Earlier this week, scientists at NUI Galway put out a national request, seeking sightings of bees for a broad piece of research. Why should the public bother taking part?
Honeybees, a crucial cog in our environment, are under threat. The public, a crucial cog in the research to save them, can help.
Pollinators, in general, are struggling, it seems, with figurehead species, such as honeybees, butterflies and bats, garnering plenty of interest from scientists in recent years.
Back in February, a UN report into pollinators found declines across the board, with the problem exacerbated by the 300pc increase in the volume of food in the world (in the past 50 years) that relies on the creatures to spread its seed.
A few months ago, a detailed report into pollinators in Ireland made for worrying reading, with one-third of Ireland’s near-100 bee species under threat of extinction.
The report was part of an all-Ireland pollinator plan that spans 2015 to 2020.
We spoke with one of the people behind that initiative last week, John McMullan, who highlighted several simple steps we could all take to make life a bit better for Irish honeybees.
Answer the call
Soon after, though, NUI Galway put out the call. Looking for people from every county in Ireland to keep an eye out for native Irish bees this summer, beekeepers and bee enthusiasts, in particular, were being asked to report any feral or unmanaged hives in their area. But why?
“We’re starting from a point where the Dept of Agriculture says there are no wild bees left in Ireland,”explained Professor Grace McCormack of NUI Galway’s zoology department. “But there’s no evidence for or against that.”
The Veroa mite decimated Irish bee populations over the past few decades, with many fearing there are no wild bees left out in the wild. Why is this important? “Scale,” McCormack said. “There are far less bees handled by people then there were wild, before.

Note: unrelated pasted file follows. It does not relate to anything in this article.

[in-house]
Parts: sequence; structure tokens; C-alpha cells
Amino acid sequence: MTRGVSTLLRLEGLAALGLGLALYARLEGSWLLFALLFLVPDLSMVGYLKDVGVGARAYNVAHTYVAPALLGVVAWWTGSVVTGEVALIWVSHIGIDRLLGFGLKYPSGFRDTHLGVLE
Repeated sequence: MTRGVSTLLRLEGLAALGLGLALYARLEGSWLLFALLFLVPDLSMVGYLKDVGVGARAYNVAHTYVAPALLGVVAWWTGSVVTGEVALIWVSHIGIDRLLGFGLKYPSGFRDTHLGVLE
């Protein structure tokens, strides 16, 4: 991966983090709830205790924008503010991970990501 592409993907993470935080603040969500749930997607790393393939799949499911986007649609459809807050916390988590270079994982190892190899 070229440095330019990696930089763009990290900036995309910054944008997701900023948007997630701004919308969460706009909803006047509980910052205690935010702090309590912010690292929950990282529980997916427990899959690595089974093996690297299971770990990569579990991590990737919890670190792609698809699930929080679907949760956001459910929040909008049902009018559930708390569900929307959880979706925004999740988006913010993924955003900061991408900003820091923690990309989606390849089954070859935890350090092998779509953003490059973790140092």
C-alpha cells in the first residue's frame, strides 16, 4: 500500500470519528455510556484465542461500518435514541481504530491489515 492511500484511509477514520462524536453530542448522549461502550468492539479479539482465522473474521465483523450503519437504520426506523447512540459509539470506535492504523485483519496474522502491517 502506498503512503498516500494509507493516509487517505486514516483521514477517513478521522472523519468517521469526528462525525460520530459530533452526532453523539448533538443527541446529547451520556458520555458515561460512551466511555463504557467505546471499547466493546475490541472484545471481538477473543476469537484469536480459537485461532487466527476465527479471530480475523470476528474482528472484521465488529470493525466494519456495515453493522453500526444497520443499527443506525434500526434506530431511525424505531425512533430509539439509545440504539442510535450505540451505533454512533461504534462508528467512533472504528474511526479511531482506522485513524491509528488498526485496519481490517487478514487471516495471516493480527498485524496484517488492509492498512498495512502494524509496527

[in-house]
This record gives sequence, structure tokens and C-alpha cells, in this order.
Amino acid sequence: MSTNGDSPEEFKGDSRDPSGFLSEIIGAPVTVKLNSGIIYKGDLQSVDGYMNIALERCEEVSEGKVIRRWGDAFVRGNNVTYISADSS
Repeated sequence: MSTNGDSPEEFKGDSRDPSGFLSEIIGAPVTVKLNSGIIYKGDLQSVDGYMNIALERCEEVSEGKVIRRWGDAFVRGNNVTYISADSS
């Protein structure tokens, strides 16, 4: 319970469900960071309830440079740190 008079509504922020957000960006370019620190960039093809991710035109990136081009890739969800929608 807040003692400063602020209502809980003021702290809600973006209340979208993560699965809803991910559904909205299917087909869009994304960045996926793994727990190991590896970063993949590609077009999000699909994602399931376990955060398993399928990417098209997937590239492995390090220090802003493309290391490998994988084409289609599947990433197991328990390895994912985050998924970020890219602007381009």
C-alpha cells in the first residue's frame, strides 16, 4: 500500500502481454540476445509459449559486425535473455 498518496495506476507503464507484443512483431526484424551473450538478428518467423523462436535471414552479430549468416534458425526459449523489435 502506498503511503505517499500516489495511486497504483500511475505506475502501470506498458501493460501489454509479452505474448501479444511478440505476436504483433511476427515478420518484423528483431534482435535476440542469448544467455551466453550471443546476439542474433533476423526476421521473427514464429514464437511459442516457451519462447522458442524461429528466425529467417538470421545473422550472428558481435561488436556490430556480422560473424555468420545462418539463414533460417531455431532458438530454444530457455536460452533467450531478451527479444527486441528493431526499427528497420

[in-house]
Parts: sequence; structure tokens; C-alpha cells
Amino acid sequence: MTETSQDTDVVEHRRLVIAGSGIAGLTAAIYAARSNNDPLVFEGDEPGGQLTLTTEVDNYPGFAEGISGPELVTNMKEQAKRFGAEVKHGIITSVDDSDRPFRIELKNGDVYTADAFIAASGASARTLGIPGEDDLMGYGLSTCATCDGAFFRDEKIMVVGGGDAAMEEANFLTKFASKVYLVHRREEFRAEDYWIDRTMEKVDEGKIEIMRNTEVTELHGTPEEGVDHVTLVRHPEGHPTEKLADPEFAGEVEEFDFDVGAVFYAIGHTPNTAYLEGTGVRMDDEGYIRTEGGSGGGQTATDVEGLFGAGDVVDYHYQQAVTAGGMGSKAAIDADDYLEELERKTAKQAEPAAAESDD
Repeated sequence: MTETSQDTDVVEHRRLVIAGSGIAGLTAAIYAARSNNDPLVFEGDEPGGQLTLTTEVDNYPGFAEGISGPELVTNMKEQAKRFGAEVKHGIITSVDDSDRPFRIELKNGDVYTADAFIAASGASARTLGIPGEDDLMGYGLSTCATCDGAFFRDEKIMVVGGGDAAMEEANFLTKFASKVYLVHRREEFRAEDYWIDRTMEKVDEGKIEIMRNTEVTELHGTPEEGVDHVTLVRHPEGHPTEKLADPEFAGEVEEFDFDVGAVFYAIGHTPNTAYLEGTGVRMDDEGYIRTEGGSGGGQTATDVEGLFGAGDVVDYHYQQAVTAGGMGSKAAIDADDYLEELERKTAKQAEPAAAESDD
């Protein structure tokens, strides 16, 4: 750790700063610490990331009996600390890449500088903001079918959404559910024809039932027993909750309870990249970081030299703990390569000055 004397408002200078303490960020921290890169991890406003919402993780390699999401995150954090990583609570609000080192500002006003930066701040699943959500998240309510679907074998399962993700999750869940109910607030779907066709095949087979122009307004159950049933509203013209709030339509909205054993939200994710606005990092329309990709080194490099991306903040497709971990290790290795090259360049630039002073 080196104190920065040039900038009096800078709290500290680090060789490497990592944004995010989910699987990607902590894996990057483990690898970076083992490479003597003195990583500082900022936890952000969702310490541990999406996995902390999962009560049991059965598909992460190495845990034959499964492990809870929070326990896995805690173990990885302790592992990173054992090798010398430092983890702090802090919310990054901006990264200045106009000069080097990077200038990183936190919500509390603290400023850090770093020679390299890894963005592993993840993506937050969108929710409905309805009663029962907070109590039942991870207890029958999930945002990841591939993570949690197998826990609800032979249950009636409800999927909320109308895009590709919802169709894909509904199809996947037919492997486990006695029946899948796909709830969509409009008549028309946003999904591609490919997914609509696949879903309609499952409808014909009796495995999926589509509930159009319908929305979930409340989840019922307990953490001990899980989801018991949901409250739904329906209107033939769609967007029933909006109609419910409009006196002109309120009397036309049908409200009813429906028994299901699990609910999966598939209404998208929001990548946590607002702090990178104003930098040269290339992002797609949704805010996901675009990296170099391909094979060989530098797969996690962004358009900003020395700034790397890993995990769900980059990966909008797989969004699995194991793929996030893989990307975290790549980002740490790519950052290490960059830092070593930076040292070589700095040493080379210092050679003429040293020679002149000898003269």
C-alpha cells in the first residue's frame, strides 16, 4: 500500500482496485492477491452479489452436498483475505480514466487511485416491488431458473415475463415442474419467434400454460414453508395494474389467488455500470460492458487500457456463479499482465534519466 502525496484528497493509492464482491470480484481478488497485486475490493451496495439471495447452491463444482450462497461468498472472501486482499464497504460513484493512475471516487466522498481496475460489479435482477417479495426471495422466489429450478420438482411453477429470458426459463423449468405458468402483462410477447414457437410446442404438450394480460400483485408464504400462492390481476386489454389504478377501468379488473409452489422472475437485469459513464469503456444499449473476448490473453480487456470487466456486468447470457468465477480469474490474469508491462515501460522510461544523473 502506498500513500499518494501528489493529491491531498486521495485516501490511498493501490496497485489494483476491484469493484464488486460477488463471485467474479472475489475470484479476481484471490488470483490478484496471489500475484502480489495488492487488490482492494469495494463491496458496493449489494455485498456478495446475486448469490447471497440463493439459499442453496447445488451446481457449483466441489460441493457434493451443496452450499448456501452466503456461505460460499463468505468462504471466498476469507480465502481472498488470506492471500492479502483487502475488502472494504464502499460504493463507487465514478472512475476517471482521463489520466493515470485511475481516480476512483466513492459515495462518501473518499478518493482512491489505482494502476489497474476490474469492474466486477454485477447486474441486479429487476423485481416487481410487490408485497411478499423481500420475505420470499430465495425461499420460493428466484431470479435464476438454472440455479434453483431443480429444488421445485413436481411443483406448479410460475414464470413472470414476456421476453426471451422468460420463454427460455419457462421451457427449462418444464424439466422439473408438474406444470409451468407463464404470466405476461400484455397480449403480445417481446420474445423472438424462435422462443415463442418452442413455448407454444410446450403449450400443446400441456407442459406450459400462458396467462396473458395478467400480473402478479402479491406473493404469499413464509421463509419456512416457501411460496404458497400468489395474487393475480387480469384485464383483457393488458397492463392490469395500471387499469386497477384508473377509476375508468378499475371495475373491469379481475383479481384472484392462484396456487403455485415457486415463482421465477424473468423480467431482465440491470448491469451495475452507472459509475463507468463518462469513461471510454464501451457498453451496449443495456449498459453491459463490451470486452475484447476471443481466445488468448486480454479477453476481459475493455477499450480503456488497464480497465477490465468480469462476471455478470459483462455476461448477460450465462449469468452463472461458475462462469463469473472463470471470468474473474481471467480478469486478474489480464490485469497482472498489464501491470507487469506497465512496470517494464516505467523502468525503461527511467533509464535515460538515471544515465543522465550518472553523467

“From an Irish perspective, there is a lot of ‘grey’ literature on websites, in booklets, but there’s no empirical scientific research.”
The nuance between ‘wild’ and ‘feral’ is key to the study, the latter being bees that have swarmed out from beekeepers’ stock, looking wild but being something quite different.
“We have found 20 feral colonies,” she said, “including one in the statue of a lion on the estate of Mote Park in Roscommon. But diversity and numbers are so important.
A numbers game
“The estimated numbers of individual bees would be dramatically reduced if we proved that none existed in the wild. They rely on genetic diversity for bee health, the queen will mate with 15-20 drones to build a colony. Without those numbers they struggle.”
When hives are found, the morphology, genotype, and health of the bees are recorded. The genotype will be used to identify if bees are native Irish honeybees and if the same genotype persists over multiple years.
“I think this is the start of something long-term,” said McCormack. “Soon we will publish information on bee DNA in Ireland. This survey and investigation will be on top of that.
“If there are none in the wild, fine, if we can prove it then we will do so. If there are wild colonies found, though, the Dept of Agriculture will have to start protecting them, investing in them. Either way, this evidence will be key.”
Members of the public who think they know of a ‘wild’ hive or would like to know more about the project can email firstname.lastname@example.org, call 091 494490 or visit this Facebook page.
Main bee image via Shutterstock
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